Another important example of oncogenic miRNA is miR-155. Direct evidence of its oncogenic activity comes from studies of a transgenic mouse model overexpressing this miRNA in B lymphocytes (Costinean et al., 2006). As observed in human B-cell lymphomas, these mice exhibit preleukemic pre-B cell polyclonal expansion followed by B-cell malignancy, demonstrating the direct contribution of a miRNA to malignant transformation. Bi-directional relationships between oncogene activation and miRNA deregulation thus exist. By inhibiting oncogenes or functioning as their effectors, miRNAs could themselves act as tumor suppressor genes or oncogenes.
Mechanisms of miRNA deregulation in human cancer
Deregulation of miRNA expression levels emerges as the main mechanism that triggers their loss or gain of function in cancer cells. As described above, the activation of oncogenic transcription factors, such as MYC, represents an important mechanism for altering miRNA expression (O'Donnell et al., 2005). Genomic aberrations might also alter miRNA expression, since miRNA upregulation has been associated with genomic amplification (He, L. et al., 2005; O'Donnell et al., 2005), and miRNA downregulation has been associated with chromosomal deletions, point mutations and aberrant promoter methylation (Calin et al., 2002; Calin et al., 2005; Calin et al., 2004b; Saito et al., 2006).
Several examples of miRNAs whose expression is deregulated in human cancer have been reported. Downregulation of miR-143, miR-145 and members of the let-7 family has been described. The miR-143 and miR-145 genes, which reside in a genomic cluster similar to that encoding miR-15a/miR-16-1, are significantly downregulated in colon cancer tissue compared with colonic mucosa (Michael et al., 2003), and let-7 family members are downregulated in more than 50% of lung cancers (Takamizawa et al., 2004) as well as other neoplasms (Johnson et al., 2005).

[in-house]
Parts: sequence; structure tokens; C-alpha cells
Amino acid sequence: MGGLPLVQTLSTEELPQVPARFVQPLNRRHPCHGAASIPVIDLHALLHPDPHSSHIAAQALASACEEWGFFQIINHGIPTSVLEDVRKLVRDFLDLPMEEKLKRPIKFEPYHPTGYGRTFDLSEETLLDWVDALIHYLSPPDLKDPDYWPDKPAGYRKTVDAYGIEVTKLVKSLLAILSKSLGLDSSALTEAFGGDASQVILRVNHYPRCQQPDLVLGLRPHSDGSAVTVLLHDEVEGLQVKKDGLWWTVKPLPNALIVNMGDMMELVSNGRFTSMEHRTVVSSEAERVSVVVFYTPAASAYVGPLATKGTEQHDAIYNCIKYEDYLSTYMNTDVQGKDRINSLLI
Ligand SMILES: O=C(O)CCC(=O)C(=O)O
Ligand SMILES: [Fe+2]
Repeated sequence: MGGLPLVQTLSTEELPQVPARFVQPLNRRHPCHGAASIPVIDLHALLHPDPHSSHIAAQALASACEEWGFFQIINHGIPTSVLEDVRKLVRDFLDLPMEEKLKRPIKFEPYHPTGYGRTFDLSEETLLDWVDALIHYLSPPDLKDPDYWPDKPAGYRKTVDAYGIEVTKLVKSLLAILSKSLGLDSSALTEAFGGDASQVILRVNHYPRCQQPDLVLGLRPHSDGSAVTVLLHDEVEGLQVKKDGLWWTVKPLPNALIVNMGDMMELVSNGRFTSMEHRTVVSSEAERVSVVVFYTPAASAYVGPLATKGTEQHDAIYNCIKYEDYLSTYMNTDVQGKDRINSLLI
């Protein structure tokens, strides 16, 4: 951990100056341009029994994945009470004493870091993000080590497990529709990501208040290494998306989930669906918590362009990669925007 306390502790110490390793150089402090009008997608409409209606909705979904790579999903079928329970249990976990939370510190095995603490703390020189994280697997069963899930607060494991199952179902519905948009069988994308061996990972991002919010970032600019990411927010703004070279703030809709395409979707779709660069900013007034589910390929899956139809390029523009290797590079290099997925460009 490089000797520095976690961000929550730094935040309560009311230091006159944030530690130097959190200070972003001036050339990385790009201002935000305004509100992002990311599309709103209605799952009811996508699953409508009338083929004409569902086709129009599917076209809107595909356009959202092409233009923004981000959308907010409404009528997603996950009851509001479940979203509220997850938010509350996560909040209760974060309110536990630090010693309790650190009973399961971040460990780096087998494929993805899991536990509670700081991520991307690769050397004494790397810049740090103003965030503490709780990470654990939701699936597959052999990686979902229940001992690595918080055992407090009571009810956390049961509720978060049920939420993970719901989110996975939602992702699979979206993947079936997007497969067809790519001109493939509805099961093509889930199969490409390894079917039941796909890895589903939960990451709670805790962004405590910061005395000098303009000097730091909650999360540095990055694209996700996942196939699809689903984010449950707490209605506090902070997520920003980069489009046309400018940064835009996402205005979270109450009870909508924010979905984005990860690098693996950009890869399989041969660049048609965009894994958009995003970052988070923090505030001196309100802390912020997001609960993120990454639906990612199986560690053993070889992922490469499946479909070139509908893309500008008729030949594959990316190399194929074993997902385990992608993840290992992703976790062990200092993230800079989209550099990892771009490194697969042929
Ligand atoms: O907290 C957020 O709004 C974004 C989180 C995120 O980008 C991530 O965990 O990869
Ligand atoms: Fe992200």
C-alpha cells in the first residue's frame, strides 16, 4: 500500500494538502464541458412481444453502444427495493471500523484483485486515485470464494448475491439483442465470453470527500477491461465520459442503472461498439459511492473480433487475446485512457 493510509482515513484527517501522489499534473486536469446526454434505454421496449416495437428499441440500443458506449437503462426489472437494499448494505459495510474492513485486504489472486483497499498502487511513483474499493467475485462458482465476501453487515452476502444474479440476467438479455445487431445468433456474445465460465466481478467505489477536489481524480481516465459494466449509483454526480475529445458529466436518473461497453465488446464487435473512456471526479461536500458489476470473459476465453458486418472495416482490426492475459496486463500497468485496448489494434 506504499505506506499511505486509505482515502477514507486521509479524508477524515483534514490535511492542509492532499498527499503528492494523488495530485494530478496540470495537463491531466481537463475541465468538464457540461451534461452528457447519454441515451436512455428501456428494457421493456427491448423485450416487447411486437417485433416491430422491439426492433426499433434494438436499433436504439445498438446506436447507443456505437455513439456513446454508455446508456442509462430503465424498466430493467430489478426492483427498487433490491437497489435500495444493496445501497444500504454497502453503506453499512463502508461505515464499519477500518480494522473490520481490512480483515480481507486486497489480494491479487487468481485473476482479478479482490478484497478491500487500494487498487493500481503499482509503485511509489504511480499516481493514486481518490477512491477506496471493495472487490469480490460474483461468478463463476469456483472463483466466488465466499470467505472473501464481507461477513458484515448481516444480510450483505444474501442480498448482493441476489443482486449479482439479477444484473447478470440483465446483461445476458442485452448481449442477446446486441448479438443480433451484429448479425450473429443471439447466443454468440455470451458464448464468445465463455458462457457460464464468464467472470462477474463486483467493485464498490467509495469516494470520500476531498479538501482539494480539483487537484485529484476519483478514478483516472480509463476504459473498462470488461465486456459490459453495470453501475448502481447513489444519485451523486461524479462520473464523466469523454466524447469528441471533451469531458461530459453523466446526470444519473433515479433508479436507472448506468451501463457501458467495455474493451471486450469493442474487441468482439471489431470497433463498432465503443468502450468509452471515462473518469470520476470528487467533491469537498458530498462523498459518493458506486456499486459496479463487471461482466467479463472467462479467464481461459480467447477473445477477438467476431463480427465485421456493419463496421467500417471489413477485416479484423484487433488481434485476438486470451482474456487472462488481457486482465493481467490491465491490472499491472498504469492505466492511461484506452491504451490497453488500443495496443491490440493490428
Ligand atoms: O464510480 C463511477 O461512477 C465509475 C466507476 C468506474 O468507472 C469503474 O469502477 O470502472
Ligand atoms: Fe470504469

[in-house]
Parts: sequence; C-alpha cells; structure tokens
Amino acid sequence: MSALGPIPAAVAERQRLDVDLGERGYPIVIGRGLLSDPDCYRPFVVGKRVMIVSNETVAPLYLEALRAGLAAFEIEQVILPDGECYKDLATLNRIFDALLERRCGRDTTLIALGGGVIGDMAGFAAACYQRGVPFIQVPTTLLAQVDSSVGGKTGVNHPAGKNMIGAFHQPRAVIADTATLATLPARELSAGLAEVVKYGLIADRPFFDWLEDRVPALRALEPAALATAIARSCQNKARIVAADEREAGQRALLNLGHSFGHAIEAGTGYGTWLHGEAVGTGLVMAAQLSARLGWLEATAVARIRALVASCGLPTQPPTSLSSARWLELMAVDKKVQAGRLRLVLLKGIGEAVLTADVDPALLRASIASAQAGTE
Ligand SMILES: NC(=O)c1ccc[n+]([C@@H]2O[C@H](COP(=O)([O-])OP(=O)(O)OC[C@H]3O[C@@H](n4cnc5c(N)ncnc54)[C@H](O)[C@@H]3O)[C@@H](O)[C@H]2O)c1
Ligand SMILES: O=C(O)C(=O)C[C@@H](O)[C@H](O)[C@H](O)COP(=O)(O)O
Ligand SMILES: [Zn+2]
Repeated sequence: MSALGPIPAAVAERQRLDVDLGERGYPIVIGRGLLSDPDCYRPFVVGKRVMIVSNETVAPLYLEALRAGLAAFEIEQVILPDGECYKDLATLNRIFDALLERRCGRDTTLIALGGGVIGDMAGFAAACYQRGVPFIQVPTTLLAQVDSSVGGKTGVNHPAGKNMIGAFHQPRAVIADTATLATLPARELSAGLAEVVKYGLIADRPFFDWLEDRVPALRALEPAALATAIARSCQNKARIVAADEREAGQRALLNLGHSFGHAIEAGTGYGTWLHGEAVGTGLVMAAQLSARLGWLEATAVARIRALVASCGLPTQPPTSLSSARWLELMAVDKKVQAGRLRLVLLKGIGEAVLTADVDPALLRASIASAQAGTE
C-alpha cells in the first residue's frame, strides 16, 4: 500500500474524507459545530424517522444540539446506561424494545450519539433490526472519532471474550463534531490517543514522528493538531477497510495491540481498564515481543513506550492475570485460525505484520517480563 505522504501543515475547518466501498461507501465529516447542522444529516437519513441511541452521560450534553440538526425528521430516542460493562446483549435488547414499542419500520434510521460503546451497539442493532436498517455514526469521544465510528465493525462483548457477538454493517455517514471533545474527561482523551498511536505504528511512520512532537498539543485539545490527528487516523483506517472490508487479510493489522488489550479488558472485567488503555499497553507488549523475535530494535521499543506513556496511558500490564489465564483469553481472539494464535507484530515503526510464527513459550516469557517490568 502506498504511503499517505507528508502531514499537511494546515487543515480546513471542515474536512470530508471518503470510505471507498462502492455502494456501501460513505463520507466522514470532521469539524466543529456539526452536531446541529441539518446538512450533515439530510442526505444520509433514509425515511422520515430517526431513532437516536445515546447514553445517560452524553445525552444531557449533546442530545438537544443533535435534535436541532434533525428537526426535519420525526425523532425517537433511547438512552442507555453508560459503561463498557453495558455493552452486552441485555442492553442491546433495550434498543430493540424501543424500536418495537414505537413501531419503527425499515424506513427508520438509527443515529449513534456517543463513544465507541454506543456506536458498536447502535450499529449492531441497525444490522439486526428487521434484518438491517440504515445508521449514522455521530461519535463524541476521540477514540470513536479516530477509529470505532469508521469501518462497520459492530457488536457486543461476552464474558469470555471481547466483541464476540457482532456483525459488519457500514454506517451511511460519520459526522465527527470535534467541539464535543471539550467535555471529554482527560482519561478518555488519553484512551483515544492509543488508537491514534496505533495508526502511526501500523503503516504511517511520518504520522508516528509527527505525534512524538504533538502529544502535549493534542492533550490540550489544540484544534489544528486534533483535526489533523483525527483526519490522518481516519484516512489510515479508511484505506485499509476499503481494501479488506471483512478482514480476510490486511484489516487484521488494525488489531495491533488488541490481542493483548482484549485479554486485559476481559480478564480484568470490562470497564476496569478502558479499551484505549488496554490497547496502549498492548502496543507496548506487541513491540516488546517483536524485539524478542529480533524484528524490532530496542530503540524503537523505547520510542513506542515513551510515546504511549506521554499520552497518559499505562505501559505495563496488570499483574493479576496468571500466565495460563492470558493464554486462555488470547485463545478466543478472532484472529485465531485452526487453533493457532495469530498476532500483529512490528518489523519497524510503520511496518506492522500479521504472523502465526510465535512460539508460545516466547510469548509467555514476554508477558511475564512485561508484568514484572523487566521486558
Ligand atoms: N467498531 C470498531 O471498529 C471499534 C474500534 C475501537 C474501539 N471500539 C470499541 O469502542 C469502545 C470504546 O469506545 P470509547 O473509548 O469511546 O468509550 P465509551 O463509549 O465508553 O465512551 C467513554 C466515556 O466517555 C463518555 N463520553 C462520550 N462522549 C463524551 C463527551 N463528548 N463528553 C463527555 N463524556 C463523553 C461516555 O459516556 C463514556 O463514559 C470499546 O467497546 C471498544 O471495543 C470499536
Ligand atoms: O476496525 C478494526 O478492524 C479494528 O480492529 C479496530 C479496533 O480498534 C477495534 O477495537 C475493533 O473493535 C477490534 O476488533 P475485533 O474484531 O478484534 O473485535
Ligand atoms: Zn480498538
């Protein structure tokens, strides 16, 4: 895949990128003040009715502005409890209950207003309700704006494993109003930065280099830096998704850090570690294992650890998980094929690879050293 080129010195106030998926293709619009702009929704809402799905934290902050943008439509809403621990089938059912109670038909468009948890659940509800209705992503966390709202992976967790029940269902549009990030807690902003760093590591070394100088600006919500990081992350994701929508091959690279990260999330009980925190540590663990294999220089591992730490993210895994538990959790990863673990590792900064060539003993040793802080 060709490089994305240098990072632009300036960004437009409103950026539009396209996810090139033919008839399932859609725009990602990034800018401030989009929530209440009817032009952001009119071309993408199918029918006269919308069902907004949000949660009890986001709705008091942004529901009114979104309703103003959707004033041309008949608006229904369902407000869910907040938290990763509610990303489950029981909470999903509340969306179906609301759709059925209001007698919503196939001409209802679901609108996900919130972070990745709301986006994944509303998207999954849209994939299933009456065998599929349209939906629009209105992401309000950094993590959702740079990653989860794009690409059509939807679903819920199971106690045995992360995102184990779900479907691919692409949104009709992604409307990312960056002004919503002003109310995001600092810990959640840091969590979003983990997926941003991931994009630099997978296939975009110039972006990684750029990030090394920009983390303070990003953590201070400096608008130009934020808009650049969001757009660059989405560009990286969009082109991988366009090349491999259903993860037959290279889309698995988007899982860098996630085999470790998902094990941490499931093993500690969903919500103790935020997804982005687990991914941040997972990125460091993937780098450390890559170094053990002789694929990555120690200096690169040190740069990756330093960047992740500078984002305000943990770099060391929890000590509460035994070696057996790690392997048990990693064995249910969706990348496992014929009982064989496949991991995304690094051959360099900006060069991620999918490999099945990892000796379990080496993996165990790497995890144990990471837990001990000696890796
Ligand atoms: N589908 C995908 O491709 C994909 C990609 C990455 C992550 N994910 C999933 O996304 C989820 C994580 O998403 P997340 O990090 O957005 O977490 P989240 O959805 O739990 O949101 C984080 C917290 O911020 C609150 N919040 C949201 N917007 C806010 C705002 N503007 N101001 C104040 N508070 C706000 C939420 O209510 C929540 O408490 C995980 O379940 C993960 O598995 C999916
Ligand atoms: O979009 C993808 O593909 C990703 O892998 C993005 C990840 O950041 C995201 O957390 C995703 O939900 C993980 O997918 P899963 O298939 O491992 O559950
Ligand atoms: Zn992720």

An example of upregulated miRNA is miR-155, which lies in the only phylogenetically conserved sequence of BIC, a non-protein-coding gene that was discovered as site of proviral insertions in avian leucosis-virus-induced lymphomas (Tam et al., 1997). This miRNA and its primary transcript BIC are overexpressed in Hodgkin lymphoma, in pediatric Burkitt lymphoma and in diffuse large B-cell lymphoma (Eis et al., 2005; Kluiver et al., 2005; Metzler et al., 2004; van den Berg et al., 2003). Another example of upregulated miRNA is miR-21, a gene located at chromosome 17q23 in a chromosomal region frequently amplified in human cancer (Ehrbrecht et al., 2006; Sinclair et al., 2003), which is upregulated in human breast cancer and in glioblastoma (Chan et al., 2005; Ciafre et al., 2005; Iorio et al., 2005).